The French Presidency of the Council announced that reaching an agreement on CBAM will be one of its top priorities. As discussions have intensified both in the European Parliament and between Member States, the Green Trade Network issues this Summary for EU decision-makers highlighting four mutually reinforcing essential principles to be respected to deliver on a robust, effective and ambitious CBAM.
28 results found for "development cooperation" ordered by most recent first
This briefing gives an overview of the state of knowledge and current application of biodiversity footprint methods and tools in the EU, and identifies key future needs and opportunities for using these methods to support more sustainable decision-making.
The EU’s proposal for a revised GSP regulation aims to better address global challenges, but does it deliver for sustainable development and the environment?
A recent webinar co-hosted by IEEP and the Thin Green Line Foundation UK discussed the central role of rangers in delivering the 2030 Agenda for Sustainable Development, both in Europe and globally. The event followed the launch of a guidance demonstrating how area-based conservation can help to deliver the Sustainable Development Goals (SDGs) across the world.
This briefing explores the potential implications of an EU Carbon Border Adjustment Mechanism (CBAM) for climate vulnerable countries.
Protected and conserved areas benefit sustainable development and can be effective tools to deliver SDGs around the world.
The EU’s new trade policy strategy is said to be designed to address the modern challenges of our times. But does it deliver for climate and the environment?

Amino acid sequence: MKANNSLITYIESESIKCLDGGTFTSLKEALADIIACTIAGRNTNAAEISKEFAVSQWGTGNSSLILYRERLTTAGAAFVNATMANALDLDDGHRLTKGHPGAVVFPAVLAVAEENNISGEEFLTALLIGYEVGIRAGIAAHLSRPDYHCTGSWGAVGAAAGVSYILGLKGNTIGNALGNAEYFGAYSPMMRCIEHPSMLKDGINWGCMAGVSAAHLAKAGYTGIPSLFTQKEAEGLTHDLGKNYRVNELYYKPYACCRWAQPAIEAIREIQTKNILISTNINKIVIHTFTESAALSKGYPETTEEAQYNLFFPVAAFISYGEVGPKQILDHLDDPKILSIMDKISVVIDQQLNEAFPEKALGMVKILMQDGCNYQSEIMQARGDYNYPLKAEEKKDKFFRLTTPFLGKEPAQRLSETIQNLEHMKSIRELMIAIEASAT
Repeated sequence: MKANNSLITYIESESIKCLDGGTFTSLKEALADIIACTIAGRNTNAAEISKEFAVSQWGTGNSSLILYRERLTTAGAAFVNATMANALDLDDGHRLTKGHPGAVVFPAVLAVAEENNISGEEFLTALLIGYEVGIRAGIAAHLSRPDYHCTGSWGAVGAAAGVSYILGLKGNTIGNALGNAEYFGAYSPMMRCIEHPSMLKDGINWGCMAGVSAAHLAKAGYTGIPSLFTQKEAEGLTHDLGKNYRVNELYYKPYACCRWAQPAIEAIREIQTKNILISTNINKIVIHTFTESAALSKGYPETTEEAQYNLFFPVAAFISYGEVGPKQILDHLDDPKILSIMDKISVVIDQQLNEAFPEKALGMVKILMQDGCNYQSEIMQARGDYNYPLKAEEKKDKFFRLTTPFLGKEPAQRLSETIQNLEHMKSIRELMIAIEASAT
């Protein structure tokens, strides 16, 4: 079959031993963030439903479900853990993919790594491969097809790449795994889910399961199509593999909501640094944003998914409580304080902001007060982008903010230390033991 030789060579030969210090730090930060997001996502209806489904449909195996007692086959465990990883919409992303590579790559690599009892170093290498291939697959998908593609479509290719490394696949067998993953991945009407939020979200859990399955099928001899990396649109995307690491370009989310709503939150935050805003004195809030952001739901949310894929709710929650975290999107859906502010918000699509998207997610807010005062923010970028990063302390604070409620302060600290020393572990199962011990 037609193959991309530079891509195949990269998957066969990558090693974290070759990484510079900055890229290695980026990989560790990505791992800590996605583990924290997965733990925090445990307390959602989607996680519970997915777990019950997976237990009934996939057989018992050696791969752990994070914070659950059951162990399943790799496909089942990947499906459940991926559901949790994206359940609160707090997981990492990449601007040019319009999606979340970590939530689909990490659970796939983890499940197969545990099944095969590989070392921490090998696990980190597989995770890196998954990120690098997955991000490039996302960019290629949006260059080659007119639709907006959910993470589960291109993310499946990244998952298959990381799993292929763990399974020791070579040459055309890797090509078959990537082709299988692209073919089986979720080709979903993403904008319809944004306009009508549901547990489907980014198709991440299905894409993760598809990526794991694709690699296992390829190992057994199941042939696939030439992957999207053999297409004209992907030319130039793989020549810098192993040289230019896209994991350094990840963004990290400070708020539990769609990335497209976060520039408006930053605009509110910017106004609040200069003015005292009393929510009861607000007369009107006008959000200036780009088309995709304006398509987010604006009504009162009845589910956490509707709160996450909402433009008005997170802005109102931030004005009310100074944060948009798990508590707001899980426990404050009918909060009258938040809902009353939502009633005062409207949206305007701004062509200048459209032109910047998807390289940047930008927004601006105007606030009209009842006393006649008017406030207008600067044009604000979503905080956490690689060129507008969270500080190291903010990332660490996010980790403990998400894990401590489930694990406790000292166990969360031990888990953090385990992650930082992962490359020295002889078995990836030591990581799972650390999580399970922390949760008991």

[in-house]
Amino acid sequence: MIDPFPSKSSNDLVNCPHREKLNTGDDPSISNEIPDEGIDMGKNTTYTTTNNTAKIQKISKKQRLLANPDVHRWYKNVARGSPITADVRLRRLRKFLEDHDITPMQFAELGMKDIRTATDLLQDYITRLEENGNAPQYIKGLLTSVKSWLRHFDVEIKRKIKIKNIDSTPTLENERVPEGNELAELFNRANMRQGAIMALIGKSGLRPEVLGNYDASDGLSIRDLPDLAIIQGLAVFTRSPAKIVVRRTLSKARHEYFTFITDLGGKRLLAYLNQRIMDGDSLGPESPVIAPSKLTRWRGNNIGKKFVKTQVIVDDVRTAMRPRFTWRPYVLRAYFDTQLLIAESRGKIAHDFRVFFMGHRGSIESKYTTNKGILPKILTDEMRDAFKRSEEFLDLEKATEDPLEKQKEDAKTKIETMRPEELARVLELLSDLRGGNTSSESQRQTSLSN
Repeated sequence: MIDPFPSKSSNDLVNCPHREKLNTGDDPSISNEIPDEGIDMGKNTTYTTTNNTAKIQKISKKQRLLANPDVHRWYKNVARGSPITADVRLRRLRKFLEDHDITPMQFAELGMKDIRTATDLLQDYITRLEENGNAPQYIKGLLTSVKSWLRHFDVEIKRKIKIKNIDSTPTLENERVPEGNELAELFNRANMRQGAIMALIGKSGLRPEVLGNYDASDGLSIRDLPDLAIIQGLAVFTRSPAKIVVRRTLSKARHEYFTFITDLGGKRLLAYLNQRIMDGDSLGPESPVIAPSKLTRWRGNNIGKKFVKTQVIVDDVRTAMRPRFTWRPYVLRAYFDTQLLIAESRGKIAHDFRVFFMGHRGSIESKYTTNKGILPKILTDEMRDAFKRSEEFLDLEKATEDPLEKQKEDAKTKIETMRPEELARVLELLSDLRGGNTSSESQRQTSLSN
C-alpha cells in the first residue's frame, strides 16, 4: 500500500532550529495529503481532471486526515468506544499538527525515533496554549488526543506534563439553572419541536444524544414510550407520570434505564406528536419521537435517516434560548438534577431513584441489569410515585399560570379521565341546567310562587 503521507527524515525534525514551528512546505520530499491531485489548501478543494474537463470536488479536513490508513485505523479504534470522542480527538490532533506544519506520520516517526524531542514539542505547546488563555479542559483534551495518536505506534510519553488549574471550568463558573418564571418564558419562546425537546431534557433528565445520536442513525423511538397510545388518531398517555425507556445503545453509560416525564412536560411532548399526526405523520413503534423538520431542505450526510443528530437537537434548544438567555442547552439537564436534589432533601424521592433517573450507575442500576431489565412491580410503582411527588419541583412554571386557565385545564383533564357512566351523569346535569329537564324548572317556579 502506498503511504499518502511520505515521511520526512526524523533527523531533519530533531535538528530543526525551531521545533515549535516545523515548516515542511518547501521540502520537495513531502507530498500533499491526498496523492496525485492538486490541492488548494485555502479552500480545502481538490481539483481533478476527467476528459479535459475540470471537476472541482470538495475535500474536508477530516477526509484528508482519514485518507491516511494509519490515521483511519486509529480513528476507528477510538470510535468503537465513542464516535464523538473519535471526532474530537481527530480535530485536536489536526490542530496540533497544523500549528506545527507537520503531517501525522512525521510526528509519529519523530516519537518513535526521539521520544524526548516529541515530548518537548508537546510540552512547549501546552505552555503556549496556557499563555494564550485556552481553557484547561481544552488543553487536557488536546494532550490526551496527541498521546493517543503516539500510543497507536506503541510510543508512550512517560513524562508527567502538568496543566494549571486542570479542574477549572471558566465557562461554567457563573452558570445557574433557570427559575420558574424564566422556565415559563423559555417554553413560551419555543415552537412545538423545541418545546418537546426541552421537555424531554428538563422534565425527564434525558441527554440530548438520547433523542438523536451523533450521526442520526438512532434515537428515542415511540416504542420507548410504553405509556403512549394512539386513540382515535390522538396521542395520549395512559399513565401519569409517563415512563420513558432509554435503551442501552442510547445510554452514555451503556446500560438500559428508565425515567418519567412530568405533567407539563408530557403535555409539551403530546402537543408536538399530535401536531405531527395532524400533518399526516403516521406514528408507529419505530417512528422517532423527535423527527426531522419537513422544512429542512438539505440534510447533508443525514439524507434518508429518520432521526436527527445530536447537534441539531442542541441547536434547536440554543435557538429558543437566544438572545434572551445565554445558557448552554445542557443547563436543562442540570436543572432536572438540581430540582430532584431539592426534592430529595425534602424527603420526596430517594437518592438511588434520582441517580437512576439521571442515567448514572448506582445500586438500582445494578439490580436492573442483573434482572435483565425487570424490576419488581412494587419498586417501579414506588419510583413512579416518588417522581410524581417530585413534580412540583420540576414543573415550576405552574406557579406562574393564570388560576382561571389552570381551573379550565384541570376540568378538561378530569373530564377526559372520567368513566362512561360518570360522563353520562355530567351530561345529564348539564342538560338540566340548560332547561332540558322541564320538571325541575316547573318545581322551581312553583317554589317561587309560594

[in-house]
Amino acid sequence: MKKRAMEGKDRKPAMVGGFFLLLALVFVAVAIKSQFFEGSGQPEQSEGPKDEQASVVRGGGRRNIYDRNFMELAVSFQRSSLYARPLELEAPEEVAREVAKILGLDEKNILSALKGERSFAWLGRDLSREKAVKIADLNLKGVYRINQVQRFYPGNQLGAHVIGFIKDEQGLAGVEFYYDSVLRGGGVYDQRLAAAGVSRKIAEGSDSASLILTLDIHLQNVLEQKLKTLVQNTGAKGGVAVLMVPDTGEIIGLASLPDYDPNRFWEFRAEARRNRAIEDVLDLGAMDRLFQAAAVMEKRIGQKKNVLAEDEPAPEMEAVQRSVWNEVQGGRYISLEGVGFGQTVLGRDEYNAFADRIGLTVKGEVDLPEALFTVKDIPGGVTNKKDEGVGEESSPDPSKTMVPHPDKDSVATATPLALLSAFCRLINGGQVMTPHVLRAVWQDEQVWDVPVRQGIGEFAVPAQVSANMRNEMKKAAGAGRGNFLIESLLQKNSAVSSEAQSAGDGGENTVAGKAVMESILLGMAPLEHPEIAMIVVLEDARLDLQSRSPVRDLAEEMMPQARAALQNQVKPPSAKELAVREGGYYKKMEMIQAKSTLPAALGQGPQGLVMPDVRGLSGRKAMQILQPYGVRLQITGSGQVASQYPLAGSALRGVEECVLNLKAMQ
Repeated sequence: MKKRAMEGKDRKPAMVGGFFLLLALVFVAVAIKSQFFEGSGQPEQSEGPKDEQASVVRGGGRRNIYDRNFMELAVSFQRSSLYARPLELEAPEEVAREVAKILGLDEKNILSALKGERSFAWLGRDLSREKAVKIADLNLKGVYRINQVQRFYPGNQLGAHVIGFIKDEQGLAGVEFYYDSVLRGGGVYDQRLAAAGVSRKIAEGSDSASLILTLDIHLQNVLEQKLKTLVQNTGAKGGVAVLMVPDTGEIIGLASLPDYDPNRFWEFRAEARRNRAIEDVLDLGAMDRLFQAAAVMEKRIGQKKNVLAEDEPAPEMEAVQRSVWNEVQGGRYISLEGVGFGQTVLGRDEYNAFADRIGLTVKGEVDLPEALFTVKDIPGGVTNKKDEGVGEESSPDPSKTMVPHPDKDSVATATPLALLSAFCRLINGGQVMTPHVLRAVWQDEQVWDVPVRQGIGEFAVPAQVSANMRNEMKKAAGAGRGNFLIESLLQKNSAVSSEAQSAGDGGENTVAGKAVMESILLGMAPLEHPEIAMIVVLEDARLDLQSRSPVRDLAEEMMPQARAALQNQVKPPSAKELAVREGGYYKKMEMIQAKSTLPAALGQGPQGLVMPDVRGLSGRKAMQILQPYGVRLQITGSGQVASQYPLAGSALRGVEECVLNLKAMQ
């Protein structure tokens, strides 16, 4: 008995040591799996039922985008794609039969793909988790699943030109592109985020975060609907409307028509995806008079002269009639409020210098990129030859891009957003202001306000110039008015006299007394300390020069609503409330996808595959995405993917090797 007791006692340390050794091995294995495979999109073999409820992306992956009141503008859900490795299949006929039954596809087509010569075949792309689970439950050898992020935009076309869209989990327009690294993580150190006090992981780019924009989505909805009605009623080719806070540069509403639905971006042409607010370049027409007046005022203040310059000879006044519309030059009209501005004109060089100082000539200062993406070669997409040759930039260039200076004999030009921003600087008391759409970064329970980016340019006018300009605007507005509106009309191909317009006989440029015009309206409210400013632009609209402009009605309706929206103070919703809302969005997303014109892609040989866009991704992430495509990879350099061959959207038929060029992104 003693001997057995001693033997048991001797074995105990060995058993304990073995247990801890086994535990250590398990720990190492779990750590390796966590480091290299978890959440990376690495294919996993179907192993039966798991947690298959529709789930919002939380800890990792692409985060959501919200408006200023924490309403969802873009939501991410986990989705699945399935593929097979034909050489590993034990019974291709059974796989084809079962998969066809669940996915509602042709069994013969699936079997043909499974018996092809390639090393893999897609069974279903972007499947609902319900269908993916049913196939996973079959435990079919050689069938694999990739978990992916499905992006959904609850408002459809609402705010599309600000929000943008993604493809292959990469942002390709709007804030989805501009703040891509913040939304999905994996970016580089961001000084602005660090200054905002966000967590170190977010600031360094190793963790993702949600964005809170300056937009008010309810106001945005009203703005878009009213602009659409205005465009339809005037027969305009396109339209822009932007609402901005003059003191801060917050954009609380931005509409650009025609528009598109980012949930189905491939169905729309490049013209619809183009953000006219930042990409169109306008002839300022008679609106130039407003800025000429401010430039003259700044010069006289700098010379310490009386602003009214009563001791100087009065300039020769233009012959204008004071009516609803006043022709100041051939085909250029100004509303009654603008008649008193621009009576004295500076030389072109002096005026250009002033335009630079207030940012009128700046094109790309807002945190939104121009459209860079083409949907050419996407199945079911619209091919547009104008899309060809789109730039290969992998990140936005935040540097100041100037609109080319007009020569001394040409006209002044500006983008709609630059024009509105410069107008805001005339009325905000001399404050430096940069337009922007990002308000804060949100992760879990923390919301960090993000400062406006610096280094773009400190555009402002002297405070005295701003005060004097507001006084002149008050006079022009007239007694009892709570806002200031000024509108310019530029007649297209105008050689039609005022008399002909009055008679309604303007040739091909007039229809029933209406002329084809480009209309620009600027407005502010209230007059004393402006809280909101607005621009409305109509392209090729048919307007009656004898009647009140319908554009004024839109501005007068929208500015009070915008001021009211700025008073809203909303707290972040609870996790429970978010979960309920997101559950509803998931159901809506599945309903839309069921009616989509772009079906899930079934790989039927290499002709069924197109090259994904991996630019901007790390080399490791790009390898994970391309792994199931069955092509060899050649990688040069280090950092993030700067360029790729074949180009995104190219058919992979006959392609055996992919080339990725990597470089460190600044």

A window of opportunity. That is a good description of the coming months of global environmental policy, with the US re-joining the Paris Agreement and with the postponed climate and biodiversity Conferences of Parties (COPs) on the agenda.
Under the European Green Deal, the EU has pledged to minimise its contribution to deforestation and forest degradation around the world and to promote the consumption of goods from deforestation-free supply chains. But what will that mean in practice?
IEEP has submitted feedback to the European Commission’s public consultation on the EU trade policy review, providing pathways on how to green trade, while supporting the EU’s recovery and delivering the EU’s commitment to the SDGs.
IEEP has submitted feedback to the European Commission’s public consultation, calling for a circular economy-compatible carbon border adjustment mechanism with the aim of delivering the EU’s climate objectives in a synergetic manner.
IEEP has submitted feedback to the public consultation on the EU’s Generalised Scheme of Preferences
A recent online event moderated by IEEP’s Marianne Kettunen and hosted by the EU office of the Heinrich-Böll-Stiftung Foundation discussed the role of trade policy in the EU Green Deal in the post-COVID-19 context. The event provided insights from experts from the European Commission, the European Parliament, and the European Climate Foundation.
This policy brief reflects on the challenges of a carbon border adjustment mechanism in the post-COVID-19 economy and explores the role environmental product standards can play to complement the mechanism.
In its efforts to deliver on the EU Green Deal and to step up EU action, the European Commission launched a public consultation on deforestation and forest degradation. We've submitted several recommendations based on our work on these and related topics.
The shift to a circular economy in the EU will not be sustainable by default. It will only be so if it reflects the implications both within and outside the EU.
The EU has been actively promoting trade as a tool that fosters sustainability, both globally and within partner countries. The European Green Deal, forming the blueprint for EU policy- and decision making for the upcoming five years, univocally reconfirms this role and objective of the EU trade policy.
While the circular economy has gained a lot of attention domestically, the impacts of the EU’s shift on the rest of the world through international trade have remained largely unexplored.
IEEP’s newest report examines the foreseen impacts of implementing circular economy measures in the EU on international trade and – through trade – on third countries.
This study, carried out by IEEP, with the support of the Finnish Ministry of Foreign Affairs, analyses the global dimension of the EU circular economy, exploring the links with trade and sustainable development.